Oscar pundits say movies like ARGO with the best picture nomination, but no directing nod are films that were directed themselves.
In the case of ARGO, which premiered Aug. 31, 2012, at the Telluride Film Festival, the director’s branch snub of Ben Affleck remains one of Oscar’s worst insults ever. Looking at ARGO a decade after it hit theatres leaves no doubt that those who insisted at the time that it really was a director’s movie were absolutely right.
ARGO, from Warner Bros. & Smokehouse Pictures, was Oscar’s first best picture winner in seven years to not also win for directing. The last one was CRASH in 2006, but that was very different. Its director, Paul Haggis (RED HOT), got a directing nom but lost. Affleck didn’t even get into the race. That made ARGO the first best picture winner in 23 years not to have had a directing nom. The previous one was DRIVING MISS DAISY, which won in 1990 and had nine noms, but not for director Bruce Beresford (BREAKER MORANT).
DAISY differed from ARGO in that it had lead acting nods for Morgan Freeman & for Jessica Tandy, who won. ARGO didn’t have a lead actress, but it did have a lead actor around whom the entire film revolved — Ben Affleck, who also produced with George Clooney & Grant Heslov. That made ARGO Oscar’s first best picture winner without a directing or lead acting nom since GRAND HOTEL won the best picture in 1932.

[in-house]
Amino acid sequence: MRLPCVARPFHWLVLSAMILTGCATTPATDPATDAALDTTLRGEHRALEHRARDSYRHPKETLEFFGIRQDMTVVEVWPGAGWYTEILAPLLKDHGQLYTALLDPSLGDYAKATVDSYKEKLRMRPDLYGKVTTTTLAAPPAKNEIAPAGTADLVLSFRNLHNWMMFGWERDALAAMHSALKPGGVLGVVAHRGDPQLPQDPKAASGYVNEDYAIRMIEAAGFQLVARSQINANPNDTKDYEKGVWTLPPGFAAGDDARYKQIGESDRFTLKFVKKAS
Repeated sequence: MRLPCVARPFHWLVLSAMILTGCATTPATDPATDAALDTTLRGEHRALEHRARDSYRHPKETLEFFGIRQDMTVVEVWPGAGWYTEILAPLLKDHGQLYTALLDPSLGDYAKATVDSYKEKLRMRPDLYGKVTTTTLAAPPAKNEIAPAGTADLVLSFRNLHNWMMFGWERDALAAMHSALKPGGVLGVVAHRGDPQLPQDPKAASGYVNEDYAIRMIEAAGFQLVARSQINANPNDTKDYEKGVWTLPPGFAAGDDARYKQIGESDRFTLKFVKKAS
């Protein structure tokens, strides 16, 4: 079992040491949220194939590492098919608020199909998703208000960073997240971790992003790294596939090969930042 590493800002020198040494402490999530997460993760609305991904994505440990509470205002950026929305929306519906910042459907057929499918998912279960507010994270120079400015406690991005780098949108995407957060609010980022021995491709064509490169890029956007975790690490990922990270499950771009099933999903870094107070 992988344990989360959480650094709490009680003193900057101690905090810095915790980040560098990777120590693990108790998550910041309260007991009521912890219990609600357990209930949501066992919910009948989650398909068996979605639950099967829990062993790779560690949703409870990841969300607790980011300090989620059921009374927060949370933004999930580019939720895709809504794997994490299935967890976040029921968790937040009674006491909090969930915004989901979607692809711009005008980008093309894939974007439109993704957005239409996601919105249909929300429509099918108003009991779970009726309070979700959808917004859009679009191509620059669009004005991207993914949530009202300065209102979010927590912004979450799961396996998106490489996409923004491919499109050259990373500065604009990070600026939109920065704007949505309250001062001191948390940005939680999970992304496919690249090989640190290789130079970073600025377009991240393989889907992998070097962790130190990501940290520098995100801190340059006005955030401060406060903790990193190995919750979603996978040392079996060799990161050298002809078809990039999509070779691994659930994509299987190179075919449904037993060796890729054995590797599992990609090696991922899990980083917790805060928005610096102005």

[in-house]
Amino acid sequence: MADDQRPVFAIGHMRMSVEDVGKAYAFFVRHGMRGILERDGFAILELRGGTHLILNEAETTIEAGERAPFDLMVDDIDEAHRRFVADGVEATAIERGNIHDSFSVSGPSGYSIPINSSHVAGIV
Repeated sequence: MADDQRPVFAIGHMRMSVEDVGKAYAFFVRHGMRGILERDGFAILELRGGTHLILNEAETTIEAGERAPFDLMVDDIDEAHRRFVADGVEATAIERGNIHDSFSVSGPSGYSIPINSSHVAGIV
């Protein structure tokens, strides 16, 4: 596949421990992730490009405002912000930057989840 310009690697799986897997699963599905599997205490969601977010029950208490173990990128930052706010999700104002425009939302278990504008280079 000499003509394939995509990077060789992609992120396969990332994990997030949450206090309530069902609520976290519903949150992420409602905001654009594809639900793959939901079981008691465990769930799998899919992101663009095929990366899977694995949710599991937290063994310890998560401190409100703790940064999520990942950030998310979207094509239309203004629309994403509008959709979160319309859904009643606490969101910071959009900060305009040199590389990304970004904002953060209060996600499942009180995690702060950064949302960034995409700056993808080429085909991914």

ARGO did get seven Academy noms & won for a picture, adapted screenplay & film editing. Media coverage at the time focused on Affleck’s snub from the director’s branch. No one knew why for certain, but a popular theory was that the branch was made up of Hollywood’s top directors, who in those days were an older elite group. Affleck was best known then as an actor although he’d made his directorial debut in 2007 with GONE BABY GONE. Those Oscar branchers were thought to have been offended by the idea that some young actor/director could just walk in and take home a directing Oscar.
Other major awards groups applauded Affleck for best directing, including BAFTA, Critics Choice Awards, Golden Globes & Directors Guild of America. Articles at the time explained that the DGA membership, which included TV directors, was broader & younger than the director’s branch.
Despite much speculation, no one knows to this day why the Academy branch didn’t, at least, nominate Affleck. If Affleck was hurt by the directors’ snub, he didn’t say so. He actually joked that it really didn’t bother him since he also hadn’t been nominated by his colleagues in the actor’s branch.